Pips bear fruit in pre-school study
Children in disadvantaged communities whose families worked with the family learning team started P1 with a significantly higher average reading score than their peer group and maintained their advantage by the end of P1. It is a similar story in maths.
Assessments are carried out through the value-added measure of Performance Indicators in Primary Schools (PIPS) programme run through Durham University. The city has used PIPS testing since 1997-98 and can now show that teachers, too, are making substantial differences to basic literacy and numeracy under the early intervention programme.
Efforts to lift achievement through the family approach began with staff from the community learning and development department working with parents and carers of children aged 3-6 in eight primaries to encourage them to become more involved in formal learning. They helped them become more aware of learning possibilities and value their own input. At the same time, the team helped the adults to improve their literacy and numeracy skills.
The city is now planning to make family learning a priority and hopes to extend the programme to more primaries.
Early intervention has proved to be a broad success, but in reading the city reports only a slight narrowing of the gap between advantaged and disadvantaged children overall. In maths, that gap still exists.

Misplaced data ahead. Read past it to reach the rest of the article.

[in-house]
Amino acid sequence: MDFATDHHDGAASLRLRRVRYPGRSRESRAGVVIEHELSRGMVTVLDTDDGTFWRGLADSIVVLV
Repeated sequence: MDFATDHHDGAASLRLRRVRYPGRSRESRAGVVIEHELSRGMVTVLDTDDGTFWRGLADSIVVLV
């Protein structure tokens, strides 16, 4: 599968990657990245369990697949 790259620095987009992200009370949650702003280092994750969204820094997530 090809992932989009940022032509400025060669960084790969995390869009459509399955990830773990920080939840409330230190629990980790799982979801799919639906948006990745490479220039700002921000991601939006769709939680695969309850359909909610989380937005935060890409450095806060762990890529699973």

Clothing grants are used as a measure of deprivation, and latest results show that children with such grants made "significantly slower progress in mathematics during Primary 1 in 2004-05".
Meanwhile, results from the standardised PIPS testing show clear and significant improvements in reading over the past five years across city primaries. "The amount of value-added by schools has increased significantly," the council says.
Reading and maths attainment at the end of P1 is higher than ever and has progressed steadily since 1999-2000. As ever, how well pupils do at the end of P1 depends on their attainment at the start.
One of the key intervention strategies has been to narrow the gap between boys and girls, and in 2004-05 - for the first time - there was no gap in reading attainment in P1. For the previous four years, the gap had increased.